Renee Pudnak received the 2021 Michel Létourneau Award for her work at the Meadowbank Complex. On the left is the award’s namesake, Michel Létourneau, and on the right is Ammar Al-Joundi, president and CEO. Photo courtesy of Renee PudnakStewart Burnett, Local Journalism Initiative Reporter

Original Published on Sep 07, 2022 at 13:47

By Stewart Burnett, Local Journalism Initiative Reporter

Renee Pudnak was too nervous to enter the room for the ceremony honouring her work with Agnico Eagle Mines and winning Meadowbank’s Michel Létourneau Award. 

“I had to go to the restroom to take a breather,” said Pudnak, from Baker Lake but now living outside Montreal. “I was pacing back and forth, trying not to freak out.” 

All the big bosses were there, including Létourneau himself. 

“My husband kept texting me to come back (into the room), but I was not ready,” recalled Pudnak. 

When it was time for her to finally walk in, she was frozen – hardly remembering if it was her husband or someone else who came to get her and bring her in. 

“Receiving this award was overwhelming, but exciting,” she said. 

Pudnak is the first woman to achieve Class 1 heavy equipment operator status at the Meadowbank Complex, marking a significant milestone in the company’s northern operations. 

She received the 2021 Michel Létourneau Award July 28, presented annually to an Agnico Eagle employee or team who makes a strong contribution to teamwork, productivity improvements, cost control, innovation, accident prevent or health and safety. 

It was a long way to come for Pudnak, now married with two young children, who started as a housekeeper in 2011. 

“There was an opening for haul truck training, so I signed up for it, had some training and passed all the tests that were given,” she recalled. 

She continued to advance her career from there, making a move to the energy and infrastructure department and then eventually earning the Class 1 heavy equipment operator status, which qualifies her to maneuver large equipment.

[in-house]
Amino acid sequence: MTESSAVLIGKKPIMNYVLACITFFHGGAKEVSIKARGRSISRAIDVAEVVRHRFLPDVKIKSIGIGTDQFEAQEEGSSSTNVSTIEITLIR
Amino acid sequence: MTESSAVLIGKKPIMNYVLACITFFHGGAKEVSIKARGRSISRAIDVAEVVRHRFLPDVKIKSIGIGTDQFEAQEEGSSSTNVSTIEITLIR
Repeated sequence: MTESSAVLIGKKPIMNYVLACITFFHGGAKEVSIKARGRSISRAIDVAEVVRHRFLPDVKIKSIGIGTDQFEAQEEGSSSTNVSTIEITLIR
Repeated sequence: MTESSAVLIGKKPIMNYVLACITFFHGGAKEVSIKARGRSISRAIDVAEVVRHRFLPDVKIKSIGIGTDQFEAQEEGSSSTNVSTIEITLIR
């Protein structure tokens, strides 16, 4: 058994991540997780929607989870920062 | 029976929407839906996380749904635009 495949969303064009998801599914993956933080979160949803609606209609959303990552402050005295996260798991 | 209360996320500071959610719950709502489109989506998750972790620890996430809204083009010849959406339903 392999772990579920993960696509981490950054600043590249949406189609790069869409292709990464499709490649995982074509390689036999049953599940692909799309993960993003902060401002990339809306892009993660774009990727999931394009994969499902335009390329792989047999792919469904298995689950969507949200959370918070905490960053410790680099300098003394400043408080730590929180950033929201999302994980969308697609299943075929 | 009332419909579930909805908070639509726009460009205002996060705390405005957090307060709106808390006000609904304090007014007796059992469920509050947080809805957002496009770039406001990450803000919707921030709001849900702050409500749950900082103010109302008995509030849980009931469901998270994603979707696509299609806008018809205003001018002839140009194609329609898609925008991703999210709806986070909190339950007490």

“I operate pretty much everything,” she said. 

That includes 150-tonne haul trucks, 980 loaders, 50-tonne water trucks, vacuum trucks, buses, rubber tire backhoes, forklifts – “you name it, I’ve operated it before.” 

The biggest challenge along the way has been missing her family for her two-week shifts. 

“They are my biggest supporters,” said Pudnak. “My co-workers and boss help me out when I need it too. We are called the Dream Team for a reason.” 

She loves her job because it’s something different every day. Her favourite task is being part of the emergency response team, sometimes acting as the incident commander or captain. 

“Working with the mining industry is not easy, especially having young children,” said Pudnak. “I just take it one day at a time and remember who I’m doing it for. They may not know it now but they will when they are older, that I am doing my best as a mother and as an operator.” 

She’s proud of how far she has come for Agnico Eagle, with her next goal to become interim supervisor. 

“If you want to do something, just give it a try,” said Pudnak when asked what advice she would give younger people looking to enter the industry. “Even if it takes more than one try, it’s OK. Just take it one day at a time and don’t ever give up. If I can do it, so can you.” 

And if someone says you can’t do it, “do it twice and take some pictures,” she joked. 

This item reprinted with permission from   Kivalliq News   Rankin Inlet, Nunavut
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